This is an AP Member Exchange shared by the Salina Journal.
SALINA, Kan. (AP) — When Larry Plaggerman was 59, he ran the Boston Marathon.
Twenty years later, the Salina man has difficulty even walking short distances.
Rheumatoid arthritis, an inflammatory disorder that mainly affects the body’s joints, put an end to Plaggerman’s marathon running career.
“I’ve had the most problem with my knees,” he said. “I had a right knee replacement and am basically in remission now. But it put an end to my running.”
To keep physically active, Plaggerman now relies on stretching exercises and swimming, as well as a new class called EnhanceFitness that he recently joined at the Salina Family YMCA, the Salina Journal reports.
Introduced at the facility to coincide with Arthritis Awareness Month in May, EnhanceFitness is an evidence-based group exercise program that utilizes simple, easy-to-learn movements that help motivate people with arthritis to remain active.
In one-hour classes at the YMCA, participants spend time working on exercises designed to improve their physical strength, increase flexibility, provide better balance, enhance cardiovascular fitness and reduce arthritic pain.
In just two months, Plaggerman said he already can feel the difference in his mobility and flexibility.
“This really has been a great improvement,” he said. “The stretching helps because you concentrate on those little areas you don’t pay attention to.”
Good class to get started
Plaggerman participated in a recent Friday afternoon class with about 20 other seniors. EnhanceFitness classes also are scheduled on Tuesdays and Thursdays. This particular class was taught by Salinans Bill Calhoun and Adela Vargas, who led participants through stretching, strength and movement exercises.
The exercises were set to a continuous musical soundtrack mixing country, jazz, blues and rock classics.
“This gets people into the exercise habit who haven’t exercised much lately because of arthritis,” Calhoun said. “It’s a good class to get you started. You have to start somewhere, and you don’t want to be overwhelmed.”
The class is divided into 20-minute segments that focus on different areas, from stretching to strength training to cardio work. Some participants even put small weights on their wrists and ankles to increase their exercise benefit, Vargas said.
“After a few weeks, I can tell they’re moving faster, and they have better balance, too,” she said.
Arthritis ‘all over my body’
Salinan Midge Encinias, 68, said she has arthritis “all over my body” and has had two knee replacements. She, too, has noticed a remarkable difference in her mobility since she began taking classes June 30.
“My daughter told me I needed to get into this class, and it’s been wonderful,” she said. “I don’t have the aches like I did. I can get up now without hurting.”
Encinias said if she misses just one class now, she can feel it.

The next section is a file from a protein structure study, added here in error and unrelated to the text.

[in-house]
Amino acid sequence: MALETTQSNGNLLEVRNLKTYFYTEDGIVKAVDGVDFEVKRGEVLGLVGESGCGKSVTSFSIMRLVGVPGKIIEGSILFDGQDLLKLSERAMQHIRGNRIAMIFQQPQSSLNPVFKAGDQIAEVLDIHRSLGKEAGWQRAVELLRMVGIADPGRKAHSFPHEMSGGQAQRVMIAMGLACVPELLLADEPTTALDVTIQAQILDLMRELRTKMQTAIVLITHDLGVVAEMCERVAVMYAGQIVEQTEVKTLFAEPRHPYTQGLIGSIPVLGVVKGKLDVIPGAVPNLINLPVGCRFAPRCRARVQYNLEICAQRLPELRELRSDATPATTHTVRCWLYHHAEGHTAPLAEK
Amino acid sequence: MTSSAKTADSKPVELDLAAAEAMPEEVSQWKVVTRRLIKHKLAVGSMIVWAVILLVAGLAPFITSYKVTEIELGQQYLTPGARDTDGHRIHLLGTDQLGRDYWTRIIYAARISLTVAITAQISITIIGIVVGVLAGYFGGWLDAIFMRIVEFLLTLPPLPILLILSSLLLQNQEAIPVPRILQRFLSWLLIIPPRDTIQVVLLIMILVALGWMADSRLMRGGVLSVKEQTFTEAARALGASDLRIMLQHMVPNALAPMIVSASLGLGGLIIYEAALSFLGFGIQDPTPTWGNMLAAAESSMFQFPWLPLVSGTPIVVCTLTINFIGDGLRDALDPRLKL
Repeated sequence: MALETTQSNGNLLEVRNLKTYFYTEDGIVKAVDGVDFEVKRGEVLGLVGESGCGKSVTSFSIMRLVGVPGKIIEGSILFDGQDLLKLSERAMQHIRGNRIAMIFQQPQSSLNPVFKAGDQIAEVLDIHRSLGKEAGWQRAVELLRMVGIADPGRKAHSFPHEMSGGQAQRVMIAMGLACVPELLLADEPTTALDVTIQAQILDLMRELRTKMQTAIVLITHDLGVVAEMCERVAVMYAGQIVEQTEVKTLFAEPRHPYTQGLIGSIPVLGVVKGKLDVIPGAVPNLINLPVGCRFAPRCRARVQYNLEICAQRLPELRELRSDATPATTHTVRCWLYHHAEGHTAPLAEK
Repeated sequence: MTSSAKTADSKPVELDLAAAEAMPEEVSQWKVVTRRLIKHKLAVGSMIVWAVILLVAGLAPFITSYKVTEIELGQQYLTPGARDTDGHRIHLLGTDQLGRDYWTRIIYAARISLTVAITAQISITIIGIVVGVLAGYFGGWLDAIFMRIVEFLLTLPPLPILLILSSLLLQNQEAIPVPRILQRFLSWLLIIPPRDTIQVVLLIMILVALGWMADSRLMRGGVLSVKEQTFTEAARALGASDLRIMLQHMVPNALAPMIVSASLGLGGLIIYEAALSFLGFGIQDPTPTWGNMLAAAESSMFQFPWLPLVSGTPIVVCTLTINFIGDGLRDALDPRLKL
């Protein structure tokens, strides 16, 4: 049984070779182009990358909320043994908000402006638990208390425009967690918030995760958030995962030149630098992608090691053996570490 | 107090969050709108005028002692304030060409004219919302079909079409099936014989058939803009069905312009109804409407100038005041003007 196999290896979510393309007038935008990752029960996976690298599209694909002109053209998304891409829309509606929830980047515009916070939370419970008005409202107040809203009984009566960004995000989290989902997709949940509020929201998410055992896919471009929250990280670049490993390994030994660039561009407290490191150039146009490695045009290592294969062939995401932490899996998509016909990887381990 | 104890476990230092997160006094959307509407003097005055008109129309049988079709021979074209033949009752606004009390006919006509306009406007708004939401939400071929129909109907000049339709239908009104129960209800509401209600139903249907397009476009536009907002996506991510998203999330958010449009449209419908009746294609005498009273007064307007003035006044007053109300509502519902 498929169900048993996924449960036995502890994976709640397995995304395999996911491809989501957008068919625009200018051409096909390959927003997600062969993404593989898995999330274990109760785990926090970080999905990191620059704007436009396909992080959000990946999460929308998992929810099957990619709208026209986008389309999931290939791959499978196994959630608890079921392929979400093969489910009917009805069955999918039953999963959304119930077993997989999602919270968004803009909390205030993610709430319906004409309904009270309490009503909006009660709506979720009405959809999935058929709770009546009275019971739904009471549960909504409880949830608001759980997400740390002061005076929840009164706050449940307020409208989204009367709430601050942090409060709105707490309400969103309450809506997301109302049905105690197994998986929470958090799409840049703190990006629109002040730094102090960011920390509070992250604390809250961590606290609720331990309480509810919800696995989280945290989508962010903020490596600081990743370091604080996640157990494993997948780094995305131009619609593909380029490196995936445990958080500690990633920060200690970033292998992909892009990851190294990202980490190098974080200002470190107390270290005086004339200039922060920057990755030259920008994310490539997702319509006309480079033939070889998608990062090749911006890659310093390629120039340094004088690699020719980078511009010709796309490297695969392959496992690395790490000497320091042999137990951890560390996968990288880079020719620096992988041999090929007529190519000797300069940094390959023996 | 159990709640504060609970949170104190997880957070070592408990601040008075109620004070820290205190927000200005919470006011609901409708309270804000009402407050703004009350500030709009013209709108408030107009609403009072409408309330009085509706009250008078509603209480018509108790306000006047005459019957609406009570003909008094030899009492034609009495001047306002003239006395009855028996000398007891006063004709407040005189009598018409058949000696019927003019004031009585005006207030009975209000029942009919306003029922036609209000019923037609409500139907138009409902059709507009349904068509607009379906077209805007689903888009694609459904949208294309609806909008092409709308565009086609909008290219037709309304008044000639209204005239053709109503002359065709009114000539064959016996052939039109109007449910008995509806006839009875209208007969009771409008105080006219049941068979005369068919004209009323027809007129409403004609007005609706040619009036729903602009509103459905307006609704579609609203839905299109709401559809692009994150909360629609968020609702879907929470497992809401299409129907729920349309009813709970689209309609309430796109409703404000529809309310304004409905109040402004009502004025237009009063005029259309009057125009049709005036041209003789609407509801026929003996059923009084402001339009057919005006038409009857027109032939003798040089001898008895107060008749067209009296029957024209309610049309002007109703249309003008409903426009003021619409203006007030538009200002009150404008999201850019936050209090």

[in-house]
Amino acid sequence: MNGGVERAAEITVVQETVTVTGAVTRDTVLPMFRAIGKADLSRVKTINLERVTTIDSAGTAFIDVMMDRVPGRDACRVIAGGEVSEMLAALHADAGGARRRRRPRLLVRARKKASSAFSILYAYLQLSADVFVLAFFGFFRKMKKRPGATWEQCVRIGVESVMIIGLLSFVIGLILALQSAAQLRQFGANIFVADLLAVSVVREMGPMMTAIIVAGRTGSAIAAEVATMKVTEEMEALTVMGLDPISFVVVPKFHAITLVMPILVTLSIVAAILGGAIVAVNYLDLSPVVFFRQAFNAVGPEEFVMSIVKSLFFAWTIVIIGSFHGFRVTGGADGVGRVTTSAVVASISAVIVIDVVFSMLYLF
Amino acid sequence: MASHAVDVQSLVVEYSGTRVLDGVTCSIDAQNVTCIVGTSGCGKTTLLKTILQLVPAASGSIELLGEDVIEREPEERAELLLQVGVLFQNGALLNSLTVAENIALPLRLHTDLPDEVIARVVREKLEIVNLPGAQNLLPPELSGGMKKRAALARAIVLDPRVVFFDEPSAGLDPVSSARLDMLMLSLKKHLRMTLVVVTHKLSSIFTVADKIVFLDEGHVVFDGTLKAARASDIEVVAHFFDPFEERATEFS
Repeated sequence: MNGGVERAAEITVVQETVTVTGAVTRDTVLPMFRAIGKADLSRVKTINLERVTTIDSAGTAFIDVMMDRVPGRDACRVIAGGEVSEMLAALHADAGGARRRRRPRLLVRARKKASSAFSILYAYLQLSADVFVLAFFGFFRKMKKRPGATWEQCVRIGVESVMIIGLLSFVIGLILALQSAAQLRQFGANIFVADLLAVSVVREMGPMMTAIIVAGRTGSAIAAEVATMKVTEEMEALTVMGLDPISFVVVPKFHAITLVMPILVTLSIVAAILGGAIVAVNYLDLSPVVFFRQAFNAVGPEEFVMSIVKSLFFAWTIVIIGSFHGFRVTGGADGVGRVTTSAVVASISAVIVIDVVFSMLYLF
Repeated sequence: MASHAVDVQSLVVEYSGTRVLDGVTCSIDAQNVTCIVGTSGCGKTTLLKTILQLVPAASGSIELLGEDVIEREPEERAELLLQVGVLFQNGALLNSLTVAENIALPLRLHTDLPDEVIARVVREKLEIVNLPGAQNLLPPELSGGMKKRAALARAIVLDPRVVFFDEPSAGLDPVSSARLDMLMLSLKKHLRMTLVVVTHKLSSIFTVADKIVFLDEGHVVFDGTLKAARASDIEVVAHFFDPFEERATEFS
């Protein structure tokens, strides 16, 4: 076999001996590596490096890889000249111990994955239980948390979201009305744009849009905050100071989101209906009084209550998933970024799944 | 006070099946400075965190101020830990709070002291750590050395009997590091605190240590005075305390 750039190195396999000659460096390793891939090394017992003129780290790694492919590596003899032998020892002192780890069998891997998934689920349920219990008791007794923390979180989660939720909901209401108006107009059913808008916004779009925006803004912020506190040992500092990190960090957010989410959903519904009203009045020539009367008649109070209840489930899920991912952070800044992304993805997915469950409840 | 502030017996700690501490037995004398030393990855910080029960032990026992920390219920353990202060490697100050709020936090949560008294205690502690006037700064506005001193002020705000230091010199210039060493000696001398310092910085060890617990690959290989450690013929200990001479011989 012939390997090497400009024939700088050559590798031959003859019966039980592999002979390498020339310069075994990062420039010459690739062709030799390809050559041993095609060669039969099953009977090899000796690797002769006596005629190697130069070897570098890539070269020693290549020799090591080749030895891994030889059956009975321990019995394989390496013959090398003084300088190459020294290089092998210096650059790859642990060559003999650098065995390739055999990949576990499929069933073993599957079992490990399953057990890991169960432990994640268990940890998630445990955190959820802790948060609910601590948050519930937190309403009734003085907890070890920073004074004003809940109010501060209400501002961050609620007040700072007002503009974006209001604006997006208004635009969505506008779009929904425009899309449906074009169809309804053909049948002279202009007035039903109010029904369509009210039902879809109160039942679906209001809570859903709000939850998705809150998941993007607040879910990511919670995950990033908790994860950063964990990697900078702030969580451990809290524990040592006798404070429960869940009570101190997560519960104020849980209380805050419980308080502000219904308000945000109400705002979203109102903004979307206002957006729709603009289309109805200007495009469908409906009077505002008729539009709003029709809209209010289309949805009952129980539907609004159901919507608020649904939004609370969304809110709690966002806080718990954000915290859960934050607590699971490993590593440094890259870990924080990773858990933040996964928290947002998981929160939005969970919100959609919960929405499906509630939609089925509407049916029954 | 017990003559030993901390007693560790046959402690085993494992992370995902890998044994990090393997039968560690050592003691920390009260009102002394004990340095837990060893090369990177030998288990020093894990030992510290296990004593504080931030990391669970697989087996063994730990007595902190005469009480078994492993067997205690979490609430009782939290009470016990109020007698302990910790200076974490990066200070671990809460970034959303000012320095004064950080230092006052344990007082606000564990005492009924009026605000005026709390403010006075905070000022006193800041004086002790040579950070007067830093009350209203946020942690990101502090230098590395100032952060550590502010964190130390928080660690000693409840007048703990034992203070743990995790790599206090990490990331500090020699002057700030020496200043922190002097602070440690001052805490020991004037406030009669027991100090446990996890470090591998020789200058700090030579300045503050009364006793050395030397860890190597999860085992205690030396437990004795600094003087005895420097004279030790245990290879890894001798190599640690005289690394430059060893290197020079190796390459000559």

“I do this class Tuesday, Thursday and Friday, and I swim Monday, Wednesday and Fridays,” she said. “I’m here five days a week, and I love it.”
Many people affected
According to information provided by the Kansas Department of Health and Environment, one in four Kansas adults — more than 500,000 — have been diagnosed with some form of arthritis. Of those, 32 percent reported that arthritis affects their work, and 41 percent said it affects their social activities.
A whopping 89 percent said they have never taken a class to learn about managing arthritis symptoms.
YMCA gets a grant
To help improve the quality of life for those with arthritis, the Kansas Department of Health and Environment provided the Salina Family YMCA a grant of $3,500 to help start the Enhance Fitness program. The grant helped provide training for instructors and the purchase of equipment, such as ankle and wrist weights, said Ellen Hogeland, senior director of membership and wellness at the YMCA.
“The KDHE believes in community health and prevention of chronic diseases, which is what we believe in, too,” she said. “This program is not just for older adults. We can serve anyone with arthritis.”
Hogeland said participants in the Enhance Fitness program are given a fitness assessment at the beginning of classes and another one after four months.
The early success of the Enhance Fitness program has led to development of a diabetes prevention program, to be implemented in January, she said. Its designed to help those diagnosed with prediabetes symptoms before it develops into full-blown diabetes.
Really helped his back
Salinan Dan Alderson, 68, has been participating the Enhance Fitness classes for only two weeks, but he already can feel a difference, especially in his back.
“Stretching helps my back,” he said. “I like the music, too.”
Alderson said he would recommend the Enhance Fitness program to anyone with arthritis.
“I was getting bored sitting in my chair eating chips,” he said. “Now I need to get my wife in it (the program).”
‘I feel more free now’
Salinan Lola Ginther, 80, said she has arthritis in nearly all her joints. Since she also is a caretaker for her husband, Ginther said the Enhance Fitness class has allowed her to take better care of him without hurting herself.
“It makes me feel better physically and mentally,” she said. “Flexibility, getting up and down, bending over. I feel more free now.”
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